Or—like an earthworm
pulsing a thin lymph.

Or like a message
through nerves hid in vertebræ.

The sparse blue flame purrs,
hastens—pauses again—
purrs loudly, gently… hissing
forced from what outer spheres;
god         the gasometer.

But elsewhere in the literature of the period, the everyday appliance of the gas-fire forms an near alter-like form upon which the lonely may worship. It is a much-used image for Patrick Hamilton, who uses it to mark Julia’s solitude in Twopence Coloured (1928) and in Hangover Square (1941) refers to ‘the altar of a gas-fire in Earl’s Court’, elsewhere in the novel writing:

On countless occasions he had seen her like this, staring into her gas-fire at seven o’clock, waiting to go out and get lit up again. That gas-fire – what sinister bleak misery emanated from its sighing throat and red, glowing asbestos cells! To those whom God has forsaken, is given a gas fire in Earl’s Court.

God, the gasometer, bestows the gas-fire to those he has foresaken. This idea is similarly to be found in Orwell’s Keep the Aspidistra Flying (1936) where, before the gas-fire, foresaken and lonely Julia sits sewing by night, or lighting it only for her visiting brother:

There was a divan bed that could very nearly be mistaken for a sofa, and a little round fumed oak table, and two ‘antique’ hardwood chairs, and an ornamental footstool and a chintz-covered armchair — Drage’s: thirteen monthly payments — in front of the tiny gas-fire; and there were various brackets with framed photos of father and mother and Gordon and Aunt Angela, and a birchwood calendar — somebody’s Christmas present — with ‘It’s a long lane that has no turning’ done on it in pokerwork. Julia depressed Gordon horribly. He was always telling himself that he ought to go and see her oftener; but in practice he never went near her except to ‘borrow’ money.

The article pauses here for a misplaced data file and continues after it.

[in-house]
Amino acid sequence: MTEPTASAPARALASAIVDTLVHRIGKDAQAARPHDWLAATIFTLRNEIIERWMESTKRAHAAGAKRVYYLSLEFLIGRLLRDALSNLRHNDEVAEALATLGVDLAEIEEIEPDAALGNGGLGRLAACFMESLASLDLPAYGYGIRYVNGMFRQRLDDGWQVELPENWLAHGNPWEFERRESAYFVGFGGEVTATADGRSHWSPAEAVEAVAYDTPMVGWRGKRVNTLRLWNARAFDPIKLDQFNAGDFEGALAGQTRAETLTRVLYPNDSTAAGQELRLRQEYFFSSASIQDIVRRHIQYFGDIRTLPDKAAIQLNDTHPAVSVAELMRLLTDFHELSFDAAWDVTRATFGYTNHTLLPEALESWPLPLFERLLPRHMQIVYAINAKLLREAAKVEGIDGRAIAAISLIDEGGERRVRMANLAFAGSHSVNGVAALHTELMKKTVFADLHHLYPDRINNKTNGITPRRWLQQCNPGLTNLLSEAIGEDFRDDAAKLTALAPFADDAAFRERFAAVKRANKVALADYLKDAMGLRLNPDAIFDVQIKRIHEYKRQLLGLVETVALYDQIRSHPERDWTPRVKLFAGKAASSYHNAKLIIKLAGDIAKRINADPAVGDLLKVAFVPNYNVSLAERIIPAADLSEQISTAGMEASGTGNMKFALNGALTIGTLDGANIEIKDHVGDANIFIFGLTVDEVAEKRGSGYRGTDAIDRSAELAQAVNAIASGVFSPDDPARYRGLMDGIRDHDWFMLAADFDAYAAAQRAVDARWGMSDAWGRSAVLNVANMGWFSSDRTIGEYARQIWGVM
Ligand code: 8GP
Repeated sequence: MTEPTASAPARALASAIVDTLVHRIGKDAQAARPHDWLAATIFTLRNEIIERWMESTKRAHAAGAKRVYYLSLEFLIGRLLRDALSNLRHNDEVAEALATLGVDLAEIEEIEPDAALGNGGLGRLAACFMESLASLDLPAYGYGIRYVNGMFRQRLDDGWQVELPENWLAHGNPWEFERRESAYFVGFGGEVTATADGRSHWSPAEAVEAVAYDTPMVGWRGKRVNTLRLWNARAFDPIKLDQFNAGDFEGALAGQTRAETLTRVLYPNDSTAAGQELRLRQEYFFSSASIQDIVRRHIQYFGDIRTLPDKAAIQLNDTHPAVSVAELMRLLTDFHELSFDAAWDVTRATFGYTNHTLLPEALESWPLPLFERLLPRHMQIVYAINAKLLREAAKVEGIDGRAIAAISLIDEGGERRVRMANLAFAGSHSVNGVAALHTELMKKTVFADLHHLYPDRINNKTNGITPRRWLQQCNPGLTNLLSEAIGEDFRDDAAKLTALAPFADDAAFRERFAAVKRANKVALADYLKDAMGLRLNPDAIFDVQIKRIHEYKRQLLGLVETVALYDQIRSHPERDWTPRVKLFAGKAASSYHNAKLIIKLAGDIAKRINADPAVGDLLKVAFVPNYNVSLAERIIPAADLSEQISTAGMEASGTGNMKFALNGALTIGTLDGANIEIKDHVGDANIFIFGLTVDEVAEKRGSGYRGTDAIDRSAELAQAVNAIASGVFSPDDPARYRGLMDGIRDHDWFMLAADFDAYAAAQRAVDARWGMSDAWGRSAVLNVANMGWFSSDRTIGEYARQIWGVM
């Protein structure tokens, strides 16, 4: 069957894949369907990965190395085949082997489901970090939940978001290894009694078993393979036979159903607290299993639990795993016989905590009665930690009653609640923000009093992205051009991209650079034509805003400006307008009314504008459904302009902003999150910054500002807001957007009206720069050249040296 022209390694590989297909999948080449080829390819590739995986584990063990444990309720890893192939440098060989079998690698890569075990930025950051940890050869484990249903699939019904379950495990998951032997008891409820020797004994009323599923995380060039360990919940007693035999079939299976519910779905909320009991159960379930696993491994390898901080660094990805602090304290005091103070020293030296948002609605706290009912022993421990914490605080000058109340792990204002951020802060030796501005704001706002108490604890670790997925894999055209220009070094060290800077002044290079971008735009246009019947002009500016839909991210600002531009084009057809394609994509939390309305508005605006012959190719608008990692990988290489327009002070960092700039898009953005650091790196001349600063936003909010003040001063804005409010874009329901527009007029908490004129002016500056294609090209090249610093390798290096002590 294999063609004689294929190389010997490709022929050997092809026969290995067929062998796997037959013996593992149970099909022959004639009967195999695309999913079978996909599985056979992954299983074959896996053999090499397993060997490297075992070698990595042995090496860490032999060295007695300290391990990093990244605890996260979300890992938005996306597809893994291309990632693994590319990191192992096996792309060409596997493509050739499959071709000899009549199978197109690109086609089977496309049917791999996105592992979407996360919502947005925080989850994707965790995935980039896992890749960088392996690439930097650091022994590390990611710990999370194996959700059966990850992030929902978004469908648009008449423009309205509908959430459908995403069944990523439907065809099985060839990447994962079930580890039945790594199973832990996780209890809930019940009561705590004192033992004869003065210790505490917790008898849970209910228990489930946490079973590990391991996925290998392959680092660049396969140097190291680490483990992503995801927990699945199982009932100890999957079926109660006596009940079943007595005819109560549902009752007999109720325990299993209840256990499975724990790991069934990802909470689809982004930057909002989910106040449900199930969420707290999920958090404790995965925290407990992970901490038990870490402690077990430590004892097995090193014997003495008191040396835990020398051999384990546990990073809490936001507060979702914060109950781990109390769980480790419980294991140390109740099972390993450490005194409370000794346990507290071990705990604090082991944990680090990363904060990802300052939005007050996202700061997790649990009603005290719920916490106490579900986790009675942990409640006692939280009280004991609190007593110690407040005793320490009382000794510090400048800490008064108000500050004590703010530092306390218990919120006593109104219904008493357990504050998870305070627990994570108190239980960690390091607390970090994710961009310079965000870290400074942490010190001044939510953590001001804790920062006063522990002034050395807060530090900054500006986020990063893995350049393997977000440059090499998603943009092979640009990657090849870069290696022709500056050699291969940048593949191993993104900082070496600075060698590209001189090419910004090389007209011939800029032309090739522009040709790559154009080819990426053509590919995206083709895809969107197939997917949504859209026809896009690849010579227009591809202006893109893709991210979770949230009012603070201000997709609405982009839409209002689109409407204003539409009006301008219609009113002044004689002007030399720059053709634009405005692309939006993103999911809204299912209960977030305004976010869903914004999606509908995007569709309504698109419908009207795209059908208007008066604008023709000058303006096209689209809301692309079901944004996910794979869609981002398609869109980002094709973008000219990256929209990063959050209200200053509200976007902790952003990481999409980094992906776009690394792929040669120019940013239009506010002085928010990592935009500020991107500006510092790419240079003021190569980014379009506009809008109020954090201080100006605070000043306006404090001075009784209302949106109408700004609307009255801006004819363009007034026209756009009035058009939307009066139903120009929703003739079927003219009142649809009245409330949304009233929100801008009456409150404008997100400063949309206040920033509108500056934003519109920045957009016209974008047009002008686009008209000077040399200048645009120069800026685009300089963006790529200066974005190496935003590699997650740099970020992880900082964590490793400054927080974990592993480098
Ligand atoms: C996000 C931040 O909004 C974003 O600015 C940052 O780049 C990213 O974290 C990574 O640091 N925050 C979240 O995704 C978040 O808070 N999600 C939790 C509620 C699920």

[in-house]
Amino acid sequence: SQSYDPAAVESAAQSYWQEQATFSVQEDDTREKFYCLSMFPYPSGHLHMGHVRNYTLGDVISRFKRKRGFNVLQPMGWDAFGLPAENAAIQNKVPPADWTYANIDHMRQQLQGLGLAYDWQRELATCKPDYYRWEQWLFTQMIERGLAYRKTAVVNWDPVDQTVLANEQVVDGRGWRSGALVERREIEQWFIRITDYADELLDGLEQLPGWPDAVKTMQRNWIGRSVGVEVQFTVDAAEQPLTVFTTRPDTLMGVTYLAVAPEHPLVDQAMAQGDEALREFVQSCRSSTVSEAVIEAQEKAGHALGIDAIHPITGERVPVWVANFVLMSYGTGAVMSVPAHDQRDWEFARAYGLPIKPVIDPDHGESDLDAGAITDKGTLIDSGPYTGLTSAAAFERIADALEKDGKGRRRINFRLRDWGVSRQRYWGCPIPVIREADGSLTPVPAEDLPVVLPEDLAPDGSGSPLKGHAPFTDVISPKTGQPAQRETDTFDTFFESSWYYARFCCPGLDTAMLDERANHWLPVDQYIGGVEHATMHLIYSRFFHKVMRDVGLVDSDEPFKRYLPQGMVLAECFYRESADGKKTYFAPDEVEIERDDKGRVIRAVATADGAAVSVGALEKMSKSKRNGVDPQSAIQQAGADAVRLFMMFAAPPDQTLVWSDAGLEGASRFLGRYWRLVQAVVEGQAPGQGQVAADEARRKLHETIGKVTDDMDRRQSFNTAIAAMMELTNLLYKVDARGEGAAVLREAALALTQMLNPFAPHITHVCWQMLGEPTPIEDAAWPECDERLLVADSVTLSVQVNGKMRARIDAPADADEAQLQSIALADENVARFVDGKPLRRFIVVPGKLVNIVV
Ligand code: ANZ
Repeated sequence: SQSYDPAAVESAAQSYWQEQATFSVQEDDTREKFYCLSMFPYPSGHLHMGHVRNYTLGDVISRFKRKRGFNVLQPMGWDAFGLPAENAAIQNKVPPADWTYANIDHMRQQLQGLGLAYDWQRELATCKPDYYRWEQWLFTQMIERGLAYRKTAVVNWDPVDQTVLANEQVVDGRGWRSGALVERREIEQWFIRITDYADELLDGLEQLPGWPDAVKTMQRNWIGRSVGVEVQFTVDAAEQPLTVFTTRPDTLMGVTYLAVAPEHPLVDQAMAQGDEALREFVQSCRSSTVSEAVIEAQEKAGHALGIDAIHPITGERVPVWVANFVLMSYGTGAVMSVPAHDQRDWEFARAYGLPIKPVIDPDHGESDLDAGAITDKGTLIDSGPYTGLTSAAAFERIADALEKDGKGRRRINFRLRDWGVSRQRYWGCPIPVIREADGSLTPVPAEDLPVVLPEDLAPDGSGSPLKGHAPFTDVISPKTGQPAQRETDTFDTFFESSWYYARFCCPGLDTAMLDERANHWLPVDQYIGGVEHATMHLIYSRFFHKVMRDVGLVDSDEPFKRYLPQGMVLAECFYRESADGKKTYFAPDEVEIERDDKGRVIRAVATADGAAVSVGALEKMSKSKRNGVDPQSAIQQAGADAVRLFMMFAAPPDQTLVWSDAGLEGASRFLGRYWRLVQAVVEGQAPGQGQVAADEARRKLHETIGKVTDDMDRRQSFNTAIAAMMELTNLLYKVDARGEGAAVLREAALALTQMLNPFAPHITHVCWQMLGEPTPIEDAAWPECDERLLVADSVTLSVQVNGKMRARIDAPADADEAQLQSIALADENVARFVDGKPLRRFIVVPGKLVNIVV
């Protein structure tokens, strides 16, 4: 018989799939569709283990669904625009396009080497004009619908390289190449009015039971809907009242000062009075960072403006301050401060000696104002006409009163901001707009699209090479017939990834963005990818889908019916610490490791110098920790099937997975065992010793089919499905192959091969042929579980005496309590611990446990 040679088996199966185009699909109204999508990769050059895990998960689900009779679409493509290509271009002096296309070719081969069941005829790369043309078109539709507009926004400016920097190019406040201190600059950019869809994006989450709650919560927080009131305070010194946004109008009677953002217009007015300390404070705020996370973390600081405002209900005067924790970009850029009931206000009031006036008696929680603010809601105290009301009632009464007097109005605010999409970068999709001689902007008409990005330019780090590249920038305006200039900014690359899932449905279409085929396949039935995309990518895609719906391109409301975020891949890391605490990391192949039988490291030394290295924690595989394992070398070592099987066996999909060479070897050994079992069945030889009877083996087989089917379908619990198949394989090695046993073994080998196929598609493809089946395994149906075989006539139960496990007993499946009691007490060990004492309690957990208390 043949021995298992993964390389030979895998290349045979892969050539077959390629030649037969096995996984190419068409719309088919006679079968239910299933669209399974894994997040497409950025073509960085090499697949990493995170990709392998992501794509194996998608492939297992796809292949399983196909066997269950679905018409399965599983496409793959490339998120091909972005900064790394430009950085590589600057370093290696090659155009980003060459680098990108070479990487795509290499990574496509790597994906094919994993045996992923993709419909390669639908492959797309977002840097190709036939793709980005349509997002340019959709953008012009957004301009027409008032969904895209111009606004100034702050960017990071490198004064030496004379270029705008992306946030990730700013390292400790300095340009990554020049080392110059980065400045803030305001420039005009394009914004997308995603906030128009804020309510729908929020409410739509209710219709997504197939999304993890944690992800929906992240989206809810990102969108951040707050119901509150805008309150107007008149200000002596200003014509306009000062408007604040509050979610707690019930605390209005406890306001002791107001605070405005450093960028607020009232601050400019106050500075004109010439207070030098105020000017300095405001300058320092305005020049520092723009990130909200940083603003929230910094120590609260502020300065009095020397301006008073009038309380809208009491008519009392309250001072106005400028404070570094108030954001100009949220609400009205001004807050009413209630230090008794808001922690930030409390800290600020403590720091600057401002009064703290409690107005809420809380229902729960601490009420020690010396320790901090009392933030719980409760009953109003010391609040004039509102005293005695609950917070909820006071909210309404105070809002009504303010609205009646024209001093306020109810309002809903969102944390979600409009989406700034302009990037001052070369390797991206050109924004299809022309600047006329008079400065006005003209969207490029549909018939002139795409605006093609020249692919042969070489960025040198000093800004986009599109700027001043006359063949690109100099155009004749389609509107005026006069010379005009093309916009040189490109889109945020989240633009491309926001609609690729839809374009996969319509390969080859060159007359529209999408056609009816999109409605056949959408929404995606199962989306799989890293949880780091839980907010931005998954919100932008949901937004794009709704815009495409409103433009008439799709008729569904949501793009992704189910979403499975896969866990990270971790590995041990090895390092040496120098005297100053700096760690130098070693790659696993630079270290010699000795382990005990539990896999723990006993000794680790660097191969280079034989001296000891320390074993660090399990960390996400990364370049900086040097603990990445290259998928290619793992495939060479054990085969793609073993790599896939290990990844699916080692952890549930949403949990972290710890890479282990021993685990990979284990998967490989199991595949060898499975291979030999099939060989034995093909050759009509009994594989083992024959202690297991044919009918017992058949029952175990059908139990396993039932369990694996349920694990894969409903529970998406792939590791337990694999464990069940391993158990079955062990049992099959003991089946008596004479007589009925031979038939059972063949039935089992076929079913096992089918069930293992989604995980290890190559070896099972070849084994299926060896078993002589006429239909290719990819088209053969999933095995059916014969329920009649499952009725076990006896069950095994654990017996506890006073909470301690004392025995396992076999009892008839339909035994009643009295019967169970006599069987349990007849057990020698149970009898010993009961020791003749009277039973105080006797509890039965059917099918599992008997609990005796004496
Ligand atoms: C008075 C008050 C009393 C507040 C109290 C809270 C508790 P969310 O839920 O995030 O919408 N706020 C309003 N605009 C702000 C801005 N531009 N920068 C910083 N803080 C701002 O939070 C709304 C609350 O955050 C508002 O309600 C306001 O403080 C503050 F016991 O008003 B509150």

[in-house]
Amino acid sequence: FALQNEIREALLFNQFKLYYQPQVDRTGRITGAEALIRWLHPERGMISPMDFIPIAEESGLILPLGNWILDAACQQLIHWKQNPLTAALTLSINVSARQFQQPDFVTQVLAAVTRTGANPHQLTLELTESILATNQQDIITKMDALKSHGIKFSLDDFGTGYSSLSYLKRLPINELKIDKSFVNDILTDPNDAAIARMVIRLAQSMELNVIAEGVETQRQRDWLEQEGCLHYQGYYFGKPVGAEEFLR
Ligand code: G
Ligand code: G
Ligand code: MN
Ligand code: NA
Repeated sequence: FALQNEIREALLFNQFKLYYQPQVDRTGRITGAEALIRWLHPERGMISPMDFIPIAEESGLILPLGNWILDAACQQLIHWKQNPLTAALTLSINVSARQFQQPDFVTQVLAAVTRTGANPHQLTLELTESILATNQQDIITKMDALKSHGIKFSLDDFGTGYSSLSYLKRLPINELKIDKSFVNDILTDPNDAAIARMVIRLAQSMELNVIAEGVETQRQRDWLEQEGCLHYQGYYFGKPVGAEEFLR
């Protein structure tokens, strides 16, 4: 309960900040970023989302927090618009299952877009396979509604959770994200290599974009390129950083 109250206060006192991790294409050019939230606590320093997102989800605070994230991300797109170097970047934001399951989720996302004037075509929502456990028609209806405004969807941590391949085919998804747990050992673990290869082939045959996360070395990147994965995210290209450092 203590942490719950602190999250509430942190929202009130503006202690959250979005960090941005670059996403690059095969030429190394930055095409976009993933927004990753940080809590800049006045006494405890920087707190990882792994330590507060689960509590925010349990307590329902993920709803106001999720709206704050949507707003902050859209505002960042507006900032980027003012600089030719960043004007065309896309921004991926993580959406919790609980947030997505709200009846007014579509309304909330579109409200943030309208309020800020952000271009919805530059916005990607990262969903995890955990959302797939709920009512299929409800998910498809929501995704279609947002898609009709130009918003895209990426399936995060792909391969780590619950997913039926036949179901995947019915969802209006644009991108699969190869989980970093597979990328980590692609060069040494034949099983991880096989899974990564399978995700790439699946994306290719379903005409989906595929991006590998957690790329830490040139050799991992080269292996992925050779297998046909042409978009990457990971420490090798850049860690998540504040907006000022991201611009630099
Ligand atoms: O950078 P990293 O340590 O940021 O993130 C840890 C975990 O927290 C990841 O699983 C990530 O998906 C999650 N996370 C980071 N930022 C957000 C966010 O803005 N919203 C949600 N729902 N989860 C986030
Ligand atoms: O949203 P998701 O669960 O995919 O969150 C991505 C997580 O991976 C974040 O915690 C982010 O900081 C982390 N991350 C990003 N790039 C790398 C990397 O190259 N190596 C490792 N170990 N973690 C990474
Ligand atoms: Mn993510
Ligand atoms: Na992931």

This connection between the gas-fire and loneliness recurs through a number of texts of the period, and I think it’s fair to say that it is a literary association rather than the view of the average home-owner. Few can have looked at the ‘sparse blue flame’ pulsing through the asbestos grate and considered it to be the cause of their loneliness, robbing them of the visit from coal-man and charwoman – providing them with just enough heat for a visiting brother, but no more – and this, I think crucially: measuring out the supply of heat, allowing it to be turned off completely, meant that the hearth was no longer the image of constant warmth (the heart, as it is often rendered in nineteenth century literature) in the home.

Yet here, in a 1943 Mass Observation report into psychological factors in home-building, it is the independent means provided by such a device which one anonymous respondent identifies when asked ‘What does HOME mean to you?’

It must be comfortable, particularly as regards warmth in the winter and facilities for cooking. A bed-sitting room with a gas fire that will also cook, a divan, a chair and a few books make a perfectly good home for one.

The description here is practical, but love and familial warmth is not supposed to be practical. This inventory is not much different to the contents of Tessimond’s own room, and it is marked that the fire renders ‘a perfectly good home for one’ but no more. However the gas-fire is not without romance, as demonstrated here in Stevie Smith’s poem ‘The Persian’:

The gas fire
Seemed quite a friend
Such a funny little humming noise it made
And it had a name, too, carved on it you know,
‘The Persian’. The Persian!
Ha ha ha; ha ha.

Now Agnes, pull yourself together.